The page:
In another blow to the inspectors at the Florida Department of Corrections who have attempted to call attention to abuse and cover-ups in the prison system, a Tallahassee judge ruled Tuesday that the agency did not violate the law when it ordered employees to sign a new confidentiality agreement.
Judge James C. Hankinson dismissed a lawsuit brought by inspectors Aubrey Land, John Ulm, Stacy Harris, David Clark and Doug Glisson, who believed that the so-called gag order was intended to have a chilling effect on their ability to speak out about corruption at the troubled agency.
Each of them has sought and been denied whistleblower protection by the governor’s chief inspector general, Melinda Miguel, and last week a federal judge dismissed a whistleblower lawsuit by them. They are seeking an appeal.
At issue was a confidentiality agreement ordered by DOC Secretary Julie Jones just days after a legislative committee started an aggressive investigation into her agency and her inspector general. Jones said later that the timing was coincidental and told a House committee: “We have no policy, and we have no confidentiality agreement.”
However, Jay Vail, the agency’s attorney, entered as evidence two confidentiality agreements he said were routinely used by DOC and signed by the inspectors who brought the lawsuit.
Land, one of the inspectors who brought the lawsuit, said he was disappointed in the ruling.
“The gag order was and is intended to prevent [Office of Inspector General] staff from exposing agency wrongdoing and cover-up by command staff,” he said. “We repeatedly reported criminal acts committed by Inspector General [Jeffery] Beasley and other high-ranking officials within the agency.”
Vail called Beasley as a witness to testify that the department did require staff to sign the confidentiality agreements to prevent confidential information from becoming public, but it was limited to those who had access to the case database system and not to the entire department.
Steven R. Andrews, lawyer for the plaintiffs, argued that rather than impose the same agreement on additional employees, Jones broadened it to include new language that defined confidential information as “not limited to confidential information as defined by law.”
He said the language amounted to an expansion of the public records law by the executive branch, something that only the Legislature can do. He compared it to the Obama administration’s executive actions on immigrations as an unconstitutional use of executive authority and urged the court to follow the precedent of a Texas judge who temporarily blocked the rules.
“It’s a use of executive power that cannot stand,” Andrews said.
Andrews argued that because of the expansion of the definition of confidential documents to include documents that otherwise would be open to the public, DOC employees could be punished for releasing or discussing information in a public document that could benefit the public.
“There is a compelling public interest which should allow FDOC inspectors, or anyone, to report misconduct in the agency outside their chain of command,” he said. “They could be fired if they did that.”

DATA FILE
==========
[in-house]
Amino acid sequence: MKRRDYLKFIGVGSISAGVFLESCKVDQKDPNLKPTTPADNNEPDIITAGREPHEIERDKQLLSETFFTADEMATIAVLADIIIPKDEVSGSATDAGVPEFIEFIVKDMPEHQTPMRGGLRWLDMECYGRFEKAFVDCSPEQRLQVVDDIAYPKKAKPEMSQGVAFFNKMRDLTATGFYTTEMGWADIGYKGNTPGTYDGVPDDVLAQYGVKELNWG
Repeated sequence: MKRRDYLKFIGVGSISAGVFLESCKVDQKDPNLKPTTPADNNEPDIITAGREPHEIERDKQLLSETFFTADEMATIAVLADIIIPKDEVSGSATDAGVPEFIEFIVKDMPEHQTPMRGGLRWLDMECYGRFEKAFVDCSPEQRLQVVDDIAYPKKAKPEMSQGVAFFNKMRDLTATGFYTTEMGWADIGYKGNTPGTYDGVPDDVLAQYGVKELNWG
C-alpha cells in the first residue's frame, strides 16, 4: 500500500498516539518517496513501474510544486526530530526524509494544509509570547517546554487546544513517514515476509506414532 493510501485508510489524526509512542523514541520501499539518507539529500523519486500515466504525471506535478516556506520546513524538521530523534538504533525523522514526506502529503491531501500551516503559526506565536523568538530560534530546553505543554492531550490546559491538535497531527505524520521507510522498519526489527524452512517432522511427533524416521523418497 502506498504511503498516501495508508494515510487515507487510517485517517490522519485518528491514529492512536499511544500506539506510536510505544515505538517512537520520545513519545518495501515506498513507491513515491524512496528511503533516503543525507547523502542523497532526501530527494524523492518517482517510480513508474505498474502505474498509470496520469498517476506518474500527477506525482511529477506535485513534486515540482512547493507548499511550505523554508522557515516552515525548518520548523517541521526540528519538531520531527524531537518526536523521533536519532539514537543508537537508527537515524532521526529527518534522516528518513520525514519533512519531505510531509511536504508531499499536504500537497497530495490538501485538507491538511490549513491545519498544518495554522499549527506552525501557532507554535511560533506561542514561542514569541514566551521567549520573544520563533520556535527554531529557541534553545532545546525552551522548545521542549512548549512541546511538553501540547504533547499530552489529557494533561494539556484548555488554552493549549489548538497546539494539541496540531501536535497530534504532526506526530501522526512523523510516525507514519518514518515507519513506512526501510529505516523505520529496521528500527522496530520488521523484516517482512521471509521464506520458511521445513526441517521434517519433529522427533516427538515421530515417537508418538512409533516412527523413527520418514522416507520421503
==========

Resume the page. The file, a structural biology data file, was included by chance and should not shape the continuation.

He argued that the gag order caused “irreparable harm” and noted that two weeks after the confidentiality agreement was issued, his clients were served notice of eight internal investigations against them by their own agency.
“This does not follow the law,” Andrews said. “They can be terminated for lawful activity.”
Beasley denied that the intent of the new agreement was to change the law and argued that anything that currently may be released as a public record will continue to be released as a public record. He told the court that the goal of the agreements is to establish a trust with sources that the information they share about investigations “is not going to be taken out and spread.”
He said Jones asked him to issue the new confidentiality agreement to capture a broader swath of employees in his department in an effort to protect the privacy of information.
That response satisfied Hankinson, who concluded that it was a “plausible interpretation” of the confidentiality agreement and did not appear to violate the constitutional protections of the public records law, as the plaintiffs alleged.
“Clearly, the Department of Corrections cannot redefine the public records law,” Hankinson said. “I do not find that they have attempted to redefine the public records law. They can, and properly have, controlled the method in which public records are disseminated.”
Land said he hoped that Jones will follow through on her commitment to cleaning up the agency and listen to the concerns brought by the inspectors.
“For too long the agency has turned a deaf ear to the problems we face,” he said in a statement, but noted that Jones has “never spoken to us nor asked if we had any proof to support our complaints.”
He urged Jones to release all draft reports, documents and recorded interviews relating to the attempt by the agency to investigate them for calling attention to allegations of corruption and cover-ups.
“Hopefully Secretary Jones’ commitment to transparency will result in the release of this information,” Land said.
Mary Ellen Klas can be reached at meklas@MiamiHerald.com and @MaryEllenKlas